October 25, 2021
Posted: May 28, 2021 10:57 am
Arrival of Cyclone to Complicate the Fight Against COVID-19
India was dealt a crushing blow earlier this week when a Category 1 storm slammed into the northeastern corner of the country. Packing wind speeds of about 90 mph, Cyclone Yaas crashed into the coastline Wednesday morning, bringing a host of damages to a country already dealing with a surging COVID-19 crisis.
Yaas made landfall near Nidhipada, located in the Balasore district of Odisha. This landfall was about 150 miles southwest of Kolkata. The storm brought with it a deadly combination of high winds, heavy rainfall, and storm surge. At least two deaths are being blamed on Yaas. One of these fatalities has been attributed to a house collapse in Odisha.
Where Yaas is Now: By the end of the day Thursday, Yaas had weakened to the point that it was officially downgraded to a tropical depression. As with most storms of this nature, Yaas lost intensity quickly once it began its trek across the land. Yaas is forecast to weaken to a mere tropical rainstorm on Friday before the Himalayan Mountains in Nepal finish breaking it up.
Rescuers have been kept busy plucking stranded people from the floodwaters. According to local authorities, at least 46 villages along the coastline of the Balasore district have been flooded.
More than 500 people were rescued by the Indian Army from East Mednapore as the floodwaters continued their rapid rise. Even before the storm reached shore, high waves came crashing onto the shore in Digha, West Bengal on Tuesday night.
Also in West Bengal, the Indian Army was called in to rescue approximately 100 people in Nayachara after floodwaters made the roads unpassable.
The biggest complication of Cyclone Yaas is the heavy rainfall that it has brought with it. Even though the wind was died down, the rain is continuing to hammer the region. Rainfall totals may reach as high as 18 inches in some areas of the country as the rain bands stick around for a few days.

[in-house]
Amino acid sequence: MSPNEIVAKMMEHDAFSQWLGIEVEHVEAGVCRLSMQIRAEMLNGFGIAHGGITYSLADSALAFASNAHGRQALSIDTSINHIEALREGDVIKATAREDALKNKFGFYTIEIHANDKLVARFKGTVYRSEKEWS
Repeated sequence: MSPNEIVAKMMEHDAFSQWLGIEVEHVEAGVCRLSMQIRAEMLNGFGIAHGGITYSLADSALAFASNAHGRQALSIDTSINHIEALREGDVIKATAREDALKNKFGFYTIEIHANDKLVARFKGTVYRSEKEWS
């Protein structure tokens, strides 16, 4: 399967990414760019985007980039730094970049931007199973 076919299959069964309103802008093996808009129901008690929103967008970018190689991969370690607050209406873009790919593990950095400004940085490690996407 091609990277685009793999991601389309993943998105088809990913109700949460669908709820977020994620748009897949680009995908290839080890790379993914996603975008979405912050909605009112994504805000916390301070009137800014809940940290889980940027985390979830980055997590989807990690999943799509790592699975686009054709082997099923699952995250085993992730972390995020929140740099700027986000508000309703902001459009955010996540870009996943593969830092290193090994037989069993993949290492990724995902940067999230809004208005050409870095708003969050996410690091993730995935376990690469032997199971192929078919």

The city of Chandbali reported 11.35 inches of rain in just a 24-hour period beginning when the storm’s outer bands began to move in on Tuesday. Over in Paradeep, over 14 inches of rain were reported since early Tuesday.
This cyclone could not have come at a worse time for India. The country is in the middle of a massive surge in COVID-19 infections, hospitalizations, and deaths. Vaccination deployment and other types of COVID-19 relief have already been severely impacted by the arrival of Yaas.
The problems with COVID-19 will likely grow worse as a result of Yaas. West Bengal currently is dealing with the country’s fourth-highest COVID-19 positivity rate at nearly 30%. While most of India saw a slight decline in positivity rates across the board last week, West Bengal was still suffering when the cyclone slammed onto its shores. Because the virus tends to spread faster in moist environments, all of the moisture in the air will likely keep rates high as the recovery from the storm begins.
Over one million residents were evacuated throughout Odisha and West Bengal in anticipation of the landfall of Cyclone Yaas. While authorities urged evacuees to wear facial masks and practice social distancing in all shelters, it is still a recipe for disaster for a region of India reeling from the spread of the virus.
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